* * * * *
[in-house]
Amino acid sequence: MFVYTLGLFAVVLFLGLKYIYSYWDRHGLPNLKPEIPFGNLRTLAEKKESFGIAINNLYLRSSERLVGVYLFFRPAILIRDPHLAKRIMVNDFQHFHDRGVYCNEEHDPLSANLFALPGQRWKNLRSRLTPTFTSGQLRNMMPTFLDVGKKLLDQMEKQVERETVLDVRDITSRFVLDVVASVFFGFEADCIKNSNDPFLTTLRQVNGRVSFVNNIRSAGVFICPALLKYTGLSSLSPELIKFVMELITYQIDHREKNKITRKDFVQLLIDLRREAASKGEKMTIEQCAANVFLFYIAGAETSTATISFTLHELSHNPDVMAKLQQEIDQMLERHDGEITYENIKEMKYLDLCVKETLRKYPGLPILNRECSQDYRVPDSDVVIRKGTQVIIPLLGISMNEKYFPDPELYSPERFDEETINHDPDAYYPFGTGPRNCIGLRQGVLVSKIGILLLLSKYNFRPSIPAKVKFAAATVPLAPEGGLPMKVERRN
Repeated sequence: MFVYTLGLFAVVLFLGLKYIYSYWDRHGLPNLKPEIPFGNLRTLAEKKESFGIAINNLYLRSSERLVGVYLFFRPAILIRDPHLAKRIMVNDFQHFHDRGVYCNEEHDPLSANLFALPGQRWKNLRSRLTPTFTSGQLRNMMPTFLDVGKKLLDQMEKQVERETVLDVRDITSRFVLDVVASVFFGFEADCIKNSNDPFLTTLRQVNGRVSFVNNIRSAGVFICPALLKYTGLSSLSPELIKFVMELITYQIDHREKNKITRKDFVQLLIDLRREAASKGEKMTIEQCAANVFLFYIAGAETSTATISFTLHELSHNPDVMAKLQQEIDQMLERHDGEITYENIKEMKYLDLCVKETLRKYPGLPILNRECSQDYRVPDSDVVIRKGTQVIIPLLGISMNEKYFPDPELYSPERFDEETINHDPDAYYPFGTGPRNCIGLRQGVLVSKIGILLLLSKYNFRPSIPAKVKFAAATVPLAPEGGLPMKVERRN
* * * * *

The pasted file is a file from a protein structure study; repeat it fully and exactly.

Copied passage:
[in-house]
Amino acid sequence: MFVYTLGLFAVVLFLGLKYIYSYWDRHGLPNLKPEIPFGNLRTLAEKKESFGIAINNLYLRSSERLVGVYLFFRPAILIRDPHLAKRIMVNDFQHFHDRGVYCNEEHDPLSANLFALPGQRWKNLRSRLTPTFTSGQLRNMMPTFLDVGKKLLDQMEKQVERETVLDVRDITSRFVLDVVASVFFGFEADCIKNSNDPFLTTLRQVNGRVSFVNNIRSAGVFICPALLKYTGLSSLSPELIKFVMELITYQIDHREKNKITRKDFVQLLIDLRREAASKGEKMTIEQCAANVFLFYIAGAETSTATISFTLHELSHNPDVMAKLQQEIDQMLERHDGEITYENIKEMKYLDLCVKETLRKYPGLPILNRECSQDYRVPDSDVVIRKGTQVIIPLLGISMNEKYFPDPELYSPERFDEETINHDPDAYYPFGTGPRNCIGLRQGVLVSKIGILLLLSKYNFRPSIPAKVKFAAATVPLAPEGGLPMKVERRN
Repeated sequence: MFVYTLGLFAVVLFLGLKYIYSYWDRHGLPNLKPEIPFGNLRTLAEKKESFGIAINNLYLRSSERLVGVYLFFRPAILIRDPHLAKRIMVNDFQHFHDRGVYCNEEHDPLSANLFALPGQRWKNLRSRLTPTFTSGQLRNMMPTFLDVGKKLLDQMEKQVERETVLDVRDITSRFVLDVVASVFFGFEADCIKNSNDPFLTTLRQVNGRVSFVNNIRSAGVFICPALLKYTGLSSLSPELIKFVMELITYQIDHREKNKITRKDFVQLLIDLRREAASKGEKMTIEQCAANVFLFYIAGAETSTATISFTLHELSHNPDVMAKLQQEIDQMLERHDGEITYENIKEMKYLDLCVKETLRKYPGLPILNRECSQDYRVPDSDVVIRKGTQVIIPLLGISMNEKYFPDPELYSPERFDEETINHDPDAYYPFGTGPRNCIGLRQGVLVSKIGILLLLSKYNFRPSIPAKVKFAAATVPLAPEGGLPMKVERRN